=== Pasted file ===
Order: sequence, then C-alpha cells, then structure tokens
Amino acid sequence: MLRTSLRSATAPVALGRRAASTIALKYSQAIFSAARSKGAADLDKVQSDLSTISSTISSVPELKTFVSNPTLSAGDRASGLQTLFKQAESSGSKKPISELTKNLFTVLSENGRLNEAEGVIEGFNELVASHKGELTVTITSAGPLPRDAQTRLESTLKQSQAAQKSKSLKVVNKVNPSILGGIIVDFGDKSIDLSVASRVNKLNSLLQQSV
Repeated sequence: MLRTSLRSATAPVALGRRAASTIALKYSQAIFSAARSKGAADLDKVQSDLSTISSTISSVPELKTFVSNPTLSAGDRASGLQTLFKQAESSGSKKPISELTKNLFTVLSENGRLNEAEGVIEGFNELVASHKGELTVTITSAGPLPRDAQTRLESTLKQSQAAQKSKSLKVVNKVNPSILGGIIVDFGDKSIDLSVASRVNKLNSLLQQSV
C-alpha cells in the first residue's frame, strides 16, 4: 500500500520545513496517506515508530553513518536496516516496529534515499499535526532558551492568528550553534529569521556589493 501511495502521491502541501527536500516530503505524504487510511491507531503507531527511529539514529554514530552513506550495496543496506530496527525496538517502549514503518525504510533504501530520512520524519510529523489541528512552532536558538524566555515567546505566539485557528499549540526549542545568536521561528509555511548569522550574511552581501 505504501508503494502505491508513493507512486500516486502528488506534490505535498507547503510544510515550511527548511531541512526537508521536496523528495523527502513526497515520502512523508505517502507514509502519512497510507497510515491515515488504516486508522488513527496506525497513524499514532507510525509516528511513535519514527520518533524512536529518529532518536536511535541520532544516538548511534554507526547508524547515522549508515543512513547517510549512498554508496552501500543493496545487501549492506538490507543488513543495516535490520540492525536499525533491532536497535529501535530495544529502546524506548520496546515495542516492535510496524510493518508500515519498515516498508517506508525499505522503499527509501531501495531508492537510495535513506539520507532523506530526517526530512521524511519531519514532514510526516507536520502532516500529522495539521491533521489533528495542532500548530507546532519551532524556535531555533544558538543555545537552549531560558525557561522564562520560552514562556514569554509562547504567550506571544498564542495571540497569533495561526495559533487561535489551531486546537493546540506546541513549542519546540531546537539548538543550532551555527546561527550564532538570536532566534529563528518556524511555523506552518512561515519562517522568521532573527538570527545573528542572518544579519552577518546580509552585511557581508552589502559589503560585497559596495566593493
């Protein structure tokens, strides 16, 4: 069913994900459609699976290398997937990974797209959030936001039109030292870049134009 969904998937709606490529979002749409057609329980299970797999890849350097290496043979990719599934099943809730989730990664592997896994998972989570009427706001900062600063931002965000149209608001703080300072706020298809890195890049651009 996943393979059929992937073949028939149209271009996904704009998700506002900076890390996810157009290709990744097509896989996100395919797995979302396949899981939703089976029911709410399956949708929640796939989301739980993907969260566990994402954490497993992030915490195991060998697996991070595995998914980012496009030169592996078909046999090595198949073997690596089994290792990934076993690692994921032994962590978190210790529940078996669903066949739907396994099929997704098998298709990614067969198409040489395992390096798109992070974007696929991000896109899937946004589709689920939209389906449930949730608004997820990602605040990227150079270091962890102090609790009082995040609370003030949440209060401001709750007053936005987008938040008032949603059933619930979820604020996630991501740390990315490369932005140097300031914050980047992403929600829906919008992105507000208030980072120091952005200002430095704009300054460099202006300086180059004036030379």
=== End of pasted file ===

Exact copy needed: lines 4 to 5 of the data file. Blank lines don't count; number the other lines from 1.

C-alpha cells in the first residue's frame, strides 16, 4: 500500500520545513496517506515508530553513518536496516516496529534515499499535526532558551492568528550553534529569521556589493 501511495502521491502541501527536500516530503505524504487510511491507531503507531527511529539514529554514530552513506550495496543496506530496527525496538517502549514503518525504510533504501530520512520524519510529523489541528512552532536558538524566555515567546505566539485557528499549540526549542545568536521561528509555511548569522550574511552581501 505504501508503494502505491508513493507512486500516486502528488506534490505535498507547503510544510515550511527548511531541512526537508521536496523528495523527502513526497515520502512523508505517502507514509502519512497510507497510515491515515488504516486508522488513527496506525497513524499514532507510525509516528511513535519514527520518533524512536529518529532518536536511535541520532544516538548511534554507526547508524547515522549508515543512513547517510549512498554508496552501500543493496545487501549492506538490507543488513543495516535490520540492525536499525533491532536497535529501535530495544529502546524506548520496546515495542516492535510496524510493518508500515519498515516498508517506508525499505522503499527509501531501495531508492537510495535513506539520507532523506530526517526530512521524511519531519514532514510526516507536520502532516500529522495539521491533521489533528495542532500548530507546532519551532524556535531555533544558538543555545537552549531560558525557561522564562520560552514562556514569554509562547504567550506571544498564542495571540497569533495561526495559533487561535489551531486546537493546540506546541513549542519546540531546537539548538543550532551555527546561527550564532538570536532566534529563528518556524511555523506552518512561515519562517522568521532573527538570527545573528542572518544579519552577518546580509552585511557581508552589502559589503560585497559596495566593493
């Protein structure tokens, strides 16, 4: 069913994900459609699976290398997937990974797209959030936001039109030292870049134009 969904998937709606490529979002749409057609329980299970797999890849350097290496043979990719599934099943809730989730990664592997896994998972989570009427706001900062600063931002965000149209608001703080300072706020298809890195890049651009 996943393979059929992937073949028939149209271009996904704009998700506002900076890390996810157009290709990744097509896989996100395919797995979302396949899981939703089976029911709410399956949708929640796939989301739980993907969260566990994402954490497993992030915490195991060998697996991070595995998914980012496009030169592996078909046999090595198949073997690596089994290792990934076993690692994921032994962590978190210790529940078996669903066949739907396994099929997704098998298709990614067969198409040489395992390096798109992070974007696929991000896109899937946004589709689920939209389906449930949730608004997820990602605040990227150079270091962890102090609790009082995040609370003030949440209060401001709750007053936005987008938040008032949603059933619930979820604020996630991501740390990315490369932005140097300031914050980047992403929600829906919008992105507000208030980072120091952005200002430095704009300054460099202006300086180059004036030379």